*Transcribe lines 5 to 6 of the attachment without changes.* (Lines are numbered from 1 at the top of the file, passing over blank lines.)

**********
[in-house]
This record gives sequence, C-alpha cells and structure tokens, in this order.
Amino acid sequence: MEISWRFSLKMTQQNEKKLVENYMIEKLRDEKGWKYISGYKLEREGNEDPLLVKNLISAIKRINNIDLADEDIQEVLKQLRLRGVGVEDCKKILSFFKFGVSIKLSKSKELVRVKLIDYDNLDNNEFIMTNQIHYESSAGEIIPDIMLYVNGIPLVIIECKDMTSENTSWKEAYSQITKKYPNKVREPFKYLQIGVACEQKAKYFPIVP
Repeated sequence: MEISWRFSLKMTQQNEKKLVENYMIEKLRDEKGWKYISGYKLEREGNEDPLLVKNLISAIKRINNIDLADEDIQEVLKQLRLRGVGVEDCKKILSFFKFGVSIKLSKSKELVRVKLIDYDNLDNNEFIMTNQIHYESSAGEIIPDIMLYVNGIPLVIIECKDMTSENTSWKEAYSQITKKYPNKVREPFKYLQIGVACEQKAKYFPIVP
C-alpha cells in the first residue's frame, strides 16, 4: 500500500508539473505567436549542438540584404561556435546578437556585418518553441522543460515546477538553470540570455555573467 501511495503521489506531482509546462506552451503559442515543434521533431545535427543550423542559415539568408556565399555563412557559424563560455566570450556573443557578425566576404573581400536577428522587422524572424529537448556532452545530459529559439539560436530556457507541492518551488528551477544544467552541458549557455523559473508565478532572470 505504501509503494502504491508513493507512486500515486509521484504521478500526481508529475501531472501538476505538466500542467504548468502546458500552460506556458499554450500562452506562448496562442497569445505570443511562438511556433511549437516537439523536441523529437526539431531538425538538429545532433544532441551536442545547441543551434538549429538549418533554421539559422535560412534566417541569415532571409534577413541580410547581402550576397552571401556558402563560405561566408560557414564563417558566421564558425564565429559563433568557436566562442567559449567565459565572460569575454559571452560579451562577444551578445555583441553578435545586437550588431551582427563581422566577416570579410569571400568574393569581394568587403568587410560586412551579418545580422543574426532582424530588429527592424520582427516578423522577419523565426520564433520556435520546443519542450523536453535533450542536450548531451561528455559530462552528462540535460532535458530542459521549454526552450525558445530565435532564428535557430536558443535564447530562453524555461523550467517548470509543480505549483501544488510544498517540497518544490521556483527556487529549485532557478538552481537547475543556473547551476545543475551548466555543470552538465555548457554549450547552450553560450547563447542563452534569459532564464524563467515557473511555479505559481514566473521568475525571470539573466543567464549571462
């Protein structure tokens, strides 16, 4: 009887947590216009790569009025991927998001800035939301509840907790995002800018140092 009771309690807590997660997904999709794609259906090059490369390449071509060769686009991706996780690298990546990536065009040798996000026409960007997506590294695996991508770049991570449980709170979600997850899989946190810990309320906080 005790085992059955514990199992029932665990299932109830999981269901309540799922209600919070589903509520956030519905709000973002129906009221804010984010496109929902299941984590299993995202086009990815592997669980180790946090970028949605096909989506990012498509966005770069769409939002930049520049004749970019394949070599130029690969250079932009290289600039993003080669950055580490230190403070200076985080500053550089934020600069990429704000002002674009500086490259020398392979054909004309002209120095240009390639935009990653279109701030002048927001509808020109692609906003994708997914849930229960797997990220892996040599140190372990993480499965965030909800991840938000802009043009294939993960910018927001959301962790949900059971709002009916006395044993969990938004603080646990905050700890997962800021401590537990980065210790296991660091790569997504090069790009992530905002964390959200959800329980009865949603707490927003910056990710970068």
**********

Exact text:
C-alpha cells in the first residue's frame, strides 16, 4: 500500500508539473505567436549542438540584404561556435546578437556585418518553441522543460515546477538553470540570455555573467 501511495503521489506531482509546462506552451503559442515543434521533431545535427543550423542559415539568408556565399555563412557559424563560455566570450556573443557578425566576404573581400536577428522587422524572424529537448556532452545530459529559439539560436530556457507541492518551488528551477544544467552541458549557455523559473508565478532572470 505504501509503494502504491508513493507512486500515486509521484504521478500526481508529475501531472501538476505538466500542467504548468502546458500552460506556458499554450500562452506562448496562442497569445505570443511562438511556433511549437516537439523536441523529437526539431531538425538538429545532433544532441551536442545547441543551434538549429538549418533554421539559422535560412534566417541569415532571409534577413541580410547581402550576397552571401556558402563560405561566408560557414564563417558566421564558425564565429559563433568557436566562442567559449567565459565572460569575454559571452560579451562577444551578445555583441553578435545586437550588431551582427563581422566577416570579410569571400568574393569581394568587403568587410560586412551579418545580422543574426532582424530588429527592424520582427516578423522577419523565426520564433520556435520546443519542450523536453535533450542536450548531451561528455559530462552528462540535460532535458530542459521549454526552450525558445530565435532564428535557430536558443535564447530562453524555461523550467517548470509543480505549483501544488510544498517540497518544490521556483527556487529549485532557478538552481537547475543556473547551476545543475551548466555543470552538465555548457554549450547552450553560450547563447542563452534569459532564464524563467515557473511555479505559481514566473521568475525571470539573466543567464549571462
């Protein structure tokens, strides 16, 4: 009887947590216009790569009025991927998001800035939301509840907790995002800018140092 009771309690807590997660997904999709794609259906090059490369390449071509060769686009991706996780690298990546990536065009040798996000026409960007997506590294695996991508770049991570449980709170979600997850899989946190810990309320906080 005790085992059955514990199992029932665990299932109830999981269901309540799922209600919070589903509520956030519905709000973002129906009221804010984010496109929902299941984590299993995202086009990815592997669980180790946090970028949605096909989506990012498509966005770069769409939002930049520049004749970019394949070599130029690969250079932009290289600039993003080669950055580490230190403070200076985080500053550089934020600069990429704000002002674009500086490259020398392979054909004309002209120095240009390639935009990653279109701030002048927001509808020109692609906003994708997914849930229960797997990220892996040599140190372990993480499965965030909800991840938000802009043009294939993960910018927001959301962790949900059971709002009916006395044993969990938004603080646990905050700890997962800021401590537990980065210790296991660091790569997504090069790009992530905002964390959200959800329980009865949603707490927003910056990710970068």